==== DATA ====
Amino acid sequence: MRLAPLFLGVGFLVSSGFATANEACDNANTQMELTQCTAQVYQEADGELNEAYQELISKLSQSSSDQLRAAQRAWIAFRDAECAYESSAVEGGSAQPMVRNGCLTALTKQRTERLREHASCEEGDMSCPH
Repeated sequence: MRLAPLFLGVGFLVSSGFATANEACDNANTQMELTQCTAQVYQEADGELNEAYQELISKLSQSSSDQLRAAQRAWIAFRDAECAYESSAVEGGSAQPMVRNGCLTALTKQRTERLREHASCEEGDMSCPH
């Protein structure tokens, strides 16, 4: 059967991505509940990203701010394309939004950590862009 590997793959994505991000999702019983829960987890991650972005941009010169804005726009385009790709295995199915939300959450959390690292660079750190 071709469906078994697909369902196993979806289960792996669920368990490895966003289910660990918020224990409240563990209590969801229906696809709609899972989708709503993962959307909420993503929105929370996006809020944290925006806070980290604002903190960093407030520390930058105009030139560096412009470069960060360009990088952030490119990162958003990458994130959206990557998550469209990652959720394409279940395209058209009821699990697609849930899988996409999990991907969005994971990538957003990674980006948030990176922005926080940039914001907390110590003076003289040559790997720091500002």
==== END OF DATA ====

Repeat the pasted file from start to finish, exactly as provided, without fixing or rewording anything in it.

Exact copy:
Amino acid sequence: MRLAPLFLGVGFLVSSGFATANEACDNANTQMELTQCTAQVYQEADGELNEAYQELISKLSQSSSDQLRAAQRAWIAFRDAECAYESSAVEGGSAQPMVRNGCLTALTKQRTERLREHASCEEGDMSCPH
Repeated sequence: MRLAPLFLGVGFLVSSGFATANEACDNANTQMELTQCTAQVYQEADGELNEAYQELISKLSQSSSDQLRAAQRAWIAFRDAECAYESSAVEGGSAQPMVRNGCLTALTKQRTERLREHASCEEGDMSCPH
């Protein structure tokens, strides 16, 4: 059967991505509940990203701010394309939004950590862009 590997793959994505991000999702019983829960987890991650972005941009010169804005726009385009790709295995199915939300959450959390690292660079750190 071709469906078994697909369902196993979806289960792996669920368990490895966003289910660990918020224990409240563990209590969801229906696809709609899972989708709503993962959307909420993503929105929370996006809020944290925006806070980290604002903190960093407030520390930058105009030139560096412009470069960060360009990088952030490119990162958003990458994130959206990557998550469209990652959720394409279940395209058209009821699990697609849930899988996409999990991907969005994971990538957003990674980006948030990176922005926080940039914001907390110590003076003289040559790997720091500002």